Terms in software testing (the final part: S-Z)
This summer we have covered key terms in software testing by going through the letters of the alphabet. Today we finish that series of articles by going from S to Z. Our aim is to expel the myth that software testing is overly complex. It is complex, for sure, but we’re here to make things much easier for you.
Safety testing: This testing type determines the safety of a software product.
Scalability testing: Used to determine a software product’s scalability.
Scripting language: A programming language which is used to write executable test scripts. These scripts are then used by a test execution tool.
Security testing: A type of testing used to determine a software product’s level of security.
Smoke testing: A testing type used to determine whether or not the most crucial functions of a program work. Smoke testing does not entail looking at the finer details but is among industry best practices.
State transition testing: A test type in which valid and invalid state transitions are executed (i.e., transitions between two states of a component / system).
Statement testing: A type of software testing in which test cases are designed to execute statements.
Static code analysis: This describes the analysis of program source code being completed without that software being executed.
Static testing: A testing type wherein software is not executed whilst a component / system is tested at specification or implementation level.
Stress testing: A testing type where a component / system is tested at or beyond the limits of the specified requirements.
Syntax testing: Test cases are designed based upon the definition of the input and / or output domain.
System testing: An integrated system is tested to verify whether or not it meets the specified requirements.
System integration testing: Used to test the integration of systems and packages plus interfaces to external organisations.
Test environment: The area required to conduct a test. The environment typically contains hardware, software tools and other supporting elements.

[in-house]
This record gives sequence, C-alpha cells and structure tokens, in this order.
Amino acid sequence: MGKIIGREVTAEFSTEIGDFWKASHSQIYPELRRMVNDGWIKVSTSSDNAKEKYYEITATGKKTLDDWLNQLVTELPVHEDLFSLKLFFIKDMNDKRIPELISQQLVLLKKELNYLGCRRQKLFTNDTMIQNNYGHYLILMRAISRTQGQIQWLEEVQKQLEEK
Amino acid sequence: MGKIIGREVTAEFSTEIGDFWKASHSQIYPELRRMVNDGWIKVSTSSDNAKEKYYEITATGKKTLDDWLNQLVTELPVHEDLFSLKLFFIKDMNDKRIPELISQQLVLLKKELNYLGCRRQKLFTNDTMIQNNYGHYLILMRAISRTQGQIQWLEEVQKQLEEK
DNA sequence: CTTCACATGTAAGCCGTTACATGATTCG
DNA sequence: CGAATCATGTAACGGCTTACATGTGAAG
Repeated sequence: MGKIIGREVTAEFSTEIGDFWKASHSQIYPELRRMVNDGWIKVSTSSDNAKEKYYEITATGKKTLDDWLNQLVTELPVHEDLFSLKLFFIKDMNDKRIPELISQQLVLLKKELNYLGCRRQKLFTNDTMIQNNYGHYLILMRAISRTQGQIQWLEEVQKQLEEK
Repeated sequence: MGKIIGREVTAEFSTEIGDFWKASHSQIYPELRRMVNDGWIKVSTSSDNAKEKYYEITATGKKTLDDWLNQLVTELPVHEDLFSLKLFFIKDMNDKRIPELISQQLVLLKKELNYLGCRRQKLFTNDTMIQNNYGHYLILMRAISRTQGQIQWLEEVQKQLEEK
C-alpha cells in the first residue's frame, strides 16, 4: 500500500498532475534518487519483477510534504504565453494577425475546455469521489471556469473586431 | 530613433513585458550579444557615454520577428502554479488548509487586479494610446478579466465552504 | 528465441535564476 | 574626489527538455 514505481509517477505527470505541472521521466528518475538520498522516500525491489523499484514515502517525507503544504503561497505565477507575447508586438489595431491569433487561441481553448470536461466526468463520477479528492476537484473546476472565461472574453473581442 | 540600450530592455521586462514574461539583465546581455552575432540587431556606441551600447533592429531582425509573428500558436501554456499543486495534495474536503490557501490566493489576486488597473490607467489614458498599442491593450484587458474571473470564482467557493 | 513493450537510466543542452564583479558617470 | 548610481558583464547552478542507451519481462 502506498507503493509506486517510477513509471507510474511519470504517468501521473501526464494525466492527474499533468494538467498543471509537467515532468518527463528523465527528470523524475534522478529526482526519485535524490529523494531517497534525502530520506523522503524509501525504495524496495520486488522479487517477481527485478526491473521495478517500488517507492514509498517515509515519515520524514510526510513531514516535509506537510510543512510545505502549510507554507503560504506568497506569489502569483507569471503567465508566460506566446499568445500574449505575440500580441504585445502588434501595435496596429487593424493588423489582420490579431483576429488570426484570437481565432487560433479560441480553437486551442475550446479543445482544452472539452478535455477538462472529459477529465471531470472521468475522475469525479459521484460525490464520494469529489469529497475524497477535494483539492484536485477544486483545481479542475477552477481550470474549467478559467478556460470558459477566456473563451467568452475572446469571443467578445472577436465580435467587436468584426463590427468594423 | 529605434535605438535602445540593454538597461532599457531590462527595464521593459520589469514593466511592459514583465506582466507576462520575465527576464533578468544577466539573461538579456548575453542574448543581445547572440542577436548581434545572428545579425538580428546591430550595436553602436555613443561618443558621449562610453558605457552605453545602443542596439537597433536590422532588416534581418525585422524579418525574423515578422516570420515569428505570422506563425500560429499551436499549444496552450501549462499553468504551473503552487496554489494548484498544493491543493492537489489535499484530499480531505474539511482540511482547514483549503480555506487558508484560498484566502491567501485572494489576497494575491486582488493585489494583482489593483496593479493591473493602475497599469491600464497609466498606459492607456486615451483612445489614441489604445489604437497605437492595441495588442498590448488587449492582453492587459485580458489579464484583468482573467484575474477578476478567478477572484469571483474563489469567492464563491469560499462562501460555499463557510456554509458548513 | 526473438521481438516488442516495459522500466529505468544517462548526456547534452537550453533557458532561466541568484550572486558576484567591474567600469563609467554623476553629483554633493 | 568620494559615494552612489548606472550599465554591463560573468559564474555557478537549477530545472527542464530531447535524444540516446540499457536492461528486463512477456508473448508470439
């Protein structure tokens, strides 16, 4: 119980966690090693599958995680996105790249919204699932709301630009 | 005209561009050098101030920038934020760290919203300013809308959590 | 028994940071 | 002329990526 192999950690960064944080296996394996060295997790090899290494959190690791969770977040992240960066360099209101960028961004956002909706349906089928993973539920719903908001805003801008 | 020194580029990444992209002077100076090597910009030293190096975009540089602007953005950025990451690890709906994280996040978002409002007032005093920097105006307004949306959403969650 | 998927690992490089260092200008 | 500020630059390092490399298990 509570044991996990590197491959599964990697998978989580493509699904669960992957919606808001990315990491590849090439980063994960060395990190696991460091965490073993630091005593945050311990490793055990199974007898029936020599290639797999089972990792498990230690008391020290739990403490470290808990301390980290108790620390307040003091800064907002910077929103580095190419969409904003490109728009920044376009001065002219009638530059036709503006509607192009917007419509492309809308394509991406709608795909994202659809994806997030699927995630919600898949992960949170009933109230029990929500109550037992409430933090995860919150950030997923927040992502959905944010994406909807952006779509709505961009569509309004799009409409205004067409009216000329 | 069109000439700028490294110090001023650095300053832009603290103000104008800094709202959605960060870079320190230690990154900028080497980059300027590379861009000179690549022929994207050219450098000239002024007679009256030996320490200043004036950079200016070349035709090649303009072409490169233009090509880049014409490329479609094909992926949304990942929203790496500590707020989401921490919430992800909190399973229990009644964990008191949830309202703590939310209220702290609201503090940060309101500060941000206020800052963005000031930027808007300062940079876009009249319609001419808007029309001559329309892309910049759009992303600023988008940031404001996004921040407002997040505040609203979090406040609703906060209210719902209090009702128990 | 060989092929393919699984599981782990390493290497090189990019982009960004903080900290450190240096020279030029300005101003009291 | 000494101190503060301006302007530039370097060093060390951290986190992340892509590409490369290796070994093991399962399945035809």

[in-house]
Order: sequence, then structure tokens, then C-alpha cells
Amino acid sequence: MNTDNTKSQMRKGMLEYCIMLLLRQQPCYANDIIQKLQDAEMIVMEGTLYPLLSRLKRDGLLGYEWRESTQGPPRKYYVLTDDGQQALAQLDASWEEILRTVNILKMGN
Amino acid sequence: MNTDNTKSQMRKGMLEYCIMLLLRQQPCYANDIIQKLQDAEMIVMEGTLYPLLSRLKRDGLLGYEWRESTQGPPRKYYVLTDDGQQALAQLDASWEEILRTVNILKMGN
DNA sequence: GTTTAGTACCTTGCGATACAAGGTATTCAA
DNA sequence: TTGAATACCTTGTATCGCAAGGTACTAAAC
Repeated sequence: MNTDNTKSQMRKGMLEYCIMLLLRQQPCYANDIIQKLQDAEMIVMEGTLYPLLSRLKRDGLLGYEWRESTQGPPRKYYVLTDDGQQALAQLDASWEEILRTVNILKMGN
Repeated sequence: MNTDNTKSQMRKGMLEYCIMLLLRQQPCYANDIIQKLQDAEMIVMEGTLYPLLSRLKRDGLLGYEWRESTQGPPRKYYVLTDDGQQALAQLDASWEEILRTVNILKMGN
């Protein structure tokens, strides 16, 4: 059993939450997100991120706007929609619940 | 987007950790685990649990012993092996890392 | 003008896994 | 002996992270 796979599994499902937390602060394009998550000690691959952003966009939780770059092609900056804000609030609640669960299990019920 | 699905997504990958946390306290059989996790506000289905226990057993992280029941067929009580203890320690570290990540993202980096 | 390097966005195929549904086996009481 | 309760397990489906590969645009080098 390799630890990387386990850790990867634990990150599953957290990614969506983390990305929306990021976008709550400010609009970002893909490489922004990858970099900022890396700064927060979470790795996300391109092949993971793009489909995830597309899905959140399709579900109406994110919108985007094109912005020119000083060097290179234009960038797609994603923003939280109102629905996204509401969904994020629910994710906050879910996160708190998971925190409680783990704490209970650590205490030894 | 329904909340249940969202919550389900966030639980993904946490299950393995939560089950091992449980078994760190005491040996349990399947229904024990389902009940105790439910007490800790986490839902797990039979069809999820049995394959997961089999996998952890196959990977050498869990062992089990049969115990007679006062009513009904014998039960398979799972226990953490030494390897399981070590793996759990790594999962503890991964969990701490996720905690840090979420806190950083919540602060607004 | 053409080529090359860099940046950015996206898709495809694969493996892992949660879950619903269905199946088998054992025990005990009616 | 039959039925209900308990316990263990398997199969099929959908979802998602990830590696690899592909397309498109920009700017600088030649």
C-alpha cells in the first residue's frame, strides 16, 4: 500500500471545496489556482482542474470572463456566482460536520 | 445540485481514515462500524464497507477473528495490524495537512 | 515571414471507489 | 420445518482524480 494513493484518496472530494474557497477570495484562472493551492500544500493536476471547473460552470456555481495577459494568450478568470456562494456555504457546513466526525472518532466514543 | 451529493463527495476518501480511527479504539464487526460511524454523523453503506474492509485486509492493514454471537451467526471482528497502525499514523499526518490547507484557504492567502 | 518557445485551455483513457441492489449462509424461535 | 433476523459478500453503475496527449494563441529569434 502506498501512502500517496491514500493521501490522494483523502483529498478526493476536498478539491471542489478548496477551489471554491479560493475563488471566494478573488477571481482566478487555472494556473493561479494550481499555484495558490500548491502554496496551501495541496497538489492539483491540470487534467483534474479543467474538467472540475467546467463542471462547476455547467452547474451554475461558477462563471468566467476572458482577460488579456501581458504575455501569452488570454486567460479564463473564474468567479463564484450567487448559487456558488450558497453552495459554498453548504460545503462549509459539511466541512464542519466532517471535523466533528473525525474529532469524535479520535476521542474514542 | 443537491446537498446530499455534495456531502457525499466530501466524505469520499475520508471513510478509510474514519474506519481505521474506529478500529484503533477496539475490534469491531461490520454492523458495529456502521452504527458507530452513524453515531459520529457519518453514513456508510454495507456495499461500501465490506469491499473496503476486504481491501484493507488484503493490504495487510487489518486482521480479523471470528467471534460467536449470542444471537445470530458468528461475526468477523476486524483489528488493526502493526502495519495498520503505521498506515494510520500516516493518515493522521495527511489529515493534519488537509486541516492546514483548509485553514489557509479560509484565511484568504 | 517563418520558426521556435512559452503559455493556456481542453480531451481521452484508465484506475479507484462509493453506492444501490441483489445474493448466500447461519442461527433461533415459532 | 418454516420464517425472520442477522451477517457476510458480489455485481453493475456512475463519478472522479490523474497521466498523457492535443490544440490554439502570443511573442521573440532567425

Testing harness: This is a test environment containing the stubs and drivers required to conduct tests.
TMM – Test maturity model: This is a 5-level, staged framework used for improving the test process.
Test oracle: This can be the existing system or a user manual. It determines the expected results versus the actual results of the test.
Testware: This describes artifacts produced during the test process. These artifacts are required for the planning, design and then the execution of tests. Examples can be documentation, scripts, inputs and the environment.
Thread testing: A software testing technique used to test applications that are client server based.
Top-down testing: The component at the top of the component hierarchy is tested first. Then lower-level components are simulated by stubs. Tested components are then used to test the lower-level components. The process is then repeated until all the lowest level components have been tested.
Usability testing: This is used to test how easily users can engage with software under specified conditions.
V-Model: This is a framework which describes software development life cycle activities from requirements specification through to maintenance.
Volume testing: A testing type which sees large volumes of data added to the test subject.
White box testing: A testing type which is based upon an analysis of a component / system’s internal structure.
NB: You guessed it, when we tried to find something for X we struggled. Then Y caused an issue. Then Z did also.
That brings an end to ‘terms in software testing’ and indeed to our series of articles on the subject. If you have any feedback, then we would love to hear it. Hopefully we have shed some light on terms you might have heard before.
Read our previous software testing term break down articles: